Xfinity Kiosks

Payment Kiosk and Bill Pay Kiosk

Payment Kiosk Update

Editors Note: See Payment Kiosks as well

Payment Kiosk standard model by Olea

Payment Kiosk standard model by Olea

Kiosk payment devices include cash acceptor (bill validators), cash dispensing, credit card, EMV, coin acceptors and card encoder dispensers (Nidec does those), and cash recycling.  Payment in the retail sector has morphed into mobile pay options, biometrics like Facial (see PopID) to SMS.  Cash has declined in the retail sector, at least in the U.S. Some cultures (Poland for example) have a strong cash thread and you can see those at McDonalds where alongside the usual credit card payment kiosk, they also have standalone cash handling. State and local authorities managing child support is another good sector for cash.

Historically cash advocates have pointed to the unbanked and semi-banked population as one of their biggest audiences. With the advent of digital currencies though many of the “unbanked” are actually now at least partially banked with their mobile phone.

Obstacles to self-payment include the complication of gateways and processors. Which kernel is validated and for what. And in today’s world there is now Bitcoin as well as the nascent emerging mobile payments (take your pick on projected winner).

Payment kiosks for people in the kiosk industry tend to imply the acceptance of cash and often the dispensing of cash. Coin is still around (prison intake kiosks do that).

Historical example projects for Payment Kiosks in the US include:

  • AT&T bill payment kiosks in the AT&T stores. Maybe 5000 of them and they still take check and cash from mobile phone subscribers
  • Verizon — about the same as AT&T
  • TMobile — yep…historically this was NCR account but with all the changes hard to say anymore
  • DMVs — these are 15K units taking all forms of currency. ITI is primary software platform. Historically they have used FMA for many of their units
  • Individual states like Maryland DMV and other have their own solutions
  • Alimony kiosks in California are a big thing
  • Ticketing and parking is a large payment segment, albeit mostly card-based payment
  • Supermarkets use cash recyclers in thei hybrid POS checkouts
  • One promoted application is the Glory recyclers in Mashgin.  There are 3 installation in Colorado and probably a hundred in Poland.
  • Bitcoin ATMs might be considered part of this but it has been a volatile market with legislative and legal “complications”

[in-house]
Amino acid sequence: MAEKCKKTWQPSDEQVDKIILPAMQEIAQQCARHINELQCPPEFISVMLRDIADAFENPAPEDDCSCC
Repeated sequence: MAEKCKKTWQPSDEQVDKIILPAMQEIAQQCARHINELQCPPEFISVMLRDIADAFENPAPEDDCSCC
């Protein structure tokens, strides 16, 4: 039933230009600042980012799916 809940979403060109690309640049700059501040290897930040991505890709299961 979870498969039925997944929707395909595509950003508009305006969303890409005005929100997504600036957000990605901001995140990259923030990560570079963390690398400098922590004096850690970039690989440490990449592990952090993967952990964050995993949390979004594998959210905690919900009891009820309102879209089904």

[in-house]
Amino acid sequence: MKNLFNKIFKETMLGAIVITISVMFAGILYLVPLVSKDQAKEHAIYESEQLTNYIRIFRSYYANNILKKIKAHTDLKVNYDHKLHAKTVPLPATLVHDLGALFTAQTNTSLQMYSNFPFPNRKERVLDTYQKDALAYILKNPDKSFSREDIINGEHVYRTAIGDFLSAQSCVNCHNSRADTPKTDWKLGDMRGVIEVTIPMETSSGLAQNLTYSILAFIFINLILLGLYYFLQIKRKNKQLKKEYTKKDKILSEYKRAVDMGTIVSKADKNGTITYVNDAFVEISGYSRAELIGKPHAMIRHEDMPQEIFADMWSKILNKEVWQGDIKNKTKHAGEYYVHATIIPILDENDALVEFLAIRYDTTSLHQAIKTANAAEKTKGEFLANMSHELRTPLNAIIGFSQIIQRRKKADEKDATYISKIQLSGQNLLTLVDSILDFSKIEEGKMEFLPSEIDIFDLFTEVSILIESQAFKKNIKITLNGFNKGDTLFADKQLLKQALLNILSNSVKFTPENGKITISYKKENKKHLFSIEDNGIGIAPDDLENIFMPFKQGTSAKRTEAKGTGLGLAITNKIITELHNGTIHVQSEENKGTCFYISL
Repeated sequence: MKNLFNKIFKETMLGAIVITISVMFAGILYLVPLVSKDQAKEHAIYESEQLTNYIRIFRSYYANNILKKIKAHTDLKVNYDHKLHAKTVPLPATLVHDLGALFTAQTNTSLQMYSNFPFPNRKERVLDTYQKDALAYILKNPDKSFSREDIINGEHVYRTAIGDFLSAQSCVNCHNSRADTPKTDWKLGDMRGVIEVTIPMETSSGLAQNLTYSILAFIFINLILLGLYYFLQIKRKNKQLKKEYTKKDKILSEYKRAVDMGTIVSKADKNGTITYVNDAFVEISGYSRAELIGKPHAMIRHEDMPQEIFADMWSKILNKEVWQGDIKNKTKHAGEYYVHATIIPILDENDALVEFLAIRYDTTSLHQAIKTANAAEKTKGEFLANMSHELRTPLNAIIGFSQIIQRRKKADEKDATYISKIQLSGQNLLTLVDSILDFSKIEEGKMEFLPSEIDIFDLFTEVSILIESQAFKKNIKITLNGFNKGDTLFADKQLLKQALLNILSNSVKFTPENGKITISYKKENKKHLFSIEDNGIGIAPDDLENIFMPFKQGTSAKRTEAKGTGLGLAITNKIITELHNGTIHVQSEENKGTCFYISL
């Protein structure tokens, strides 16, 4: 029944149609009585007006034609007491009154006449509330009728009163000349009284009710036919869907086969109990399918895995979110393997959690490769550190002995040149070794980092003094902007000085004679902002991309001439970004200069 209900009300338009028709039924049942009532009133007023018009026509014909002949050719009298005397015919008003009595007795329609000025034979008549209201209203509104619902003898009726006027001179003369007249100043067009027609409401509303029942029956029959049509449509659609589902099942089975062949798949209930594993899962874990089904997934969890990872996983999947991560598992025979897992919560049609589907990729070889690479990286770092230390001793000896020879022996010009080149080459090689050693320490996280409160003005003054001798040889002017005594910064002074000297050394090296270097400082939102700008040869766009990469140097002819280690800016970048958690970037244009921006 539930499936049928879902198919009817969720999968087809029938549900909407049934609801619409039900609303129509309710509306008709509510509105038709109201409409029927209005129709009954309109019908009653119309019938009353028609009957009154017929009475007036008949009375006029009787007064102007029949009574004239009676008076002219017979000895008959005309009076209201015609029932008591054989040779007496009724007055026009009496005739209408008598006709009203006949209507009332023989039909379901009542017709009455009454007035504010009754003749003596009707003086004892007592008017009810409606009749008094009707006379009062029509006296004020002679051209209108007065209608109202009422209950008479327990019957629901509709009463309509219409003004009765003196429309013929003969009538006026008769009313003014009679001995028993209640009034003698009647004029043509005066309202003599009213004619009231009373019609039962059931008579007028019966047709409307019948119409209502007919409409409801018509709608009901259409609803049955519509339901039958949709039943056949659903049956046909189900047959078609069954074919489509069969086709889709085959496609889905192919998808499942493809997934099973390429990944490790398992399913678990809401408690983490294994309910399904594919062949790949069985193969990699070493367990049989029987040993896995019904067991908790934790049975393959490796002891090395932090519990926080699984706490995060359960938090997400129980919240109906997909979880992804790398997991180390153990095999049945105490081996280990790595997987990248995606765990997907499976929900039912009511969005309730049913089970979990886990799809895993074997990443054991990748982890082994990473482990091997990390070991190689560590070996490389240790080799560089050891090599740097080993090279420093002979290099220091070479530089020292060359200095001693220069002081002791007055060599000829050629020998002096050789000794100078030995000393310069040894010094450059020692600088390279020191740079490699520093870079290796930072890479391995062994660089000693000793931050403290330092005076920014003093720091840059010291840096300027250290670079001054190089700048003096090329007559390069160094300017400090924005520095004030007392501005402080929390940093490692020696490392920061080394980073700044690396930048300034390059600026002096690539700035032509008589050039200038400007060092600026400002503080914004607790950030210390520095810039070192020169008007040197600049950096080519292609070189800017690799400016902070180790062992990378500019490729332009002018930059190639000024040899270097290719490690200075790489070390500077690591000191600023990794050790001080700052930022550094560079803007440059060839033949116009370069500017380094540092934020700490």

Payment Kiosk Resources

Bill Payment Kiosk info

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What Does Google Bard Say?

A payment kiosk is a self-service terminal that allows customers to make payments for goods and services. Payment kiosks are typically found in public places such as grocery stores, malls, and gas stations. They can also be found in businesses such as banks, parking garages, and government offices.

To use a payment kiosk, customers typically need to:

  1. Enter their account number or scan a barcode on their bill.
  2. Select the bill they wish to pay.
  3. Choose their payment method.
  4. Enter the amount they wish to pay.
  5. Confirm the payment.

Payment kiosk offers a number of benefits for customers, including:

  • Convenience: Payment kiosks can be used 24/7, so customers don’t have to wait in line to pay their bills or make other payments.
  • Flexibility: Payment kiosks typically accept a variety of payment methods, including cash, credit cards, and debit cards.
  • Security: Payment kiosks are equipped with security features to protect customer data.
  • Cost-effectiveness: Payment kiosks can save businesses money on labor costs.

Here are some examples of the different types of payment kiosk that are available:

  • Bill payment kiosks: These kiosks allow customers to pay their bills for utilities, rent, and other services.
  • Parking payment kiosks: These kiosks allow customers to pay for parking fees.
  • Ticket sales kiosks: These kiosks allow customers to purchase tickets for events, such as concerts and sporting events.
  • Money transfer kiosks: These kiosks allow customers to send and receive money domestically and internationally.
  • Reloadable card kiosks: These kiosks allow customers to reload their prepaid debit cards.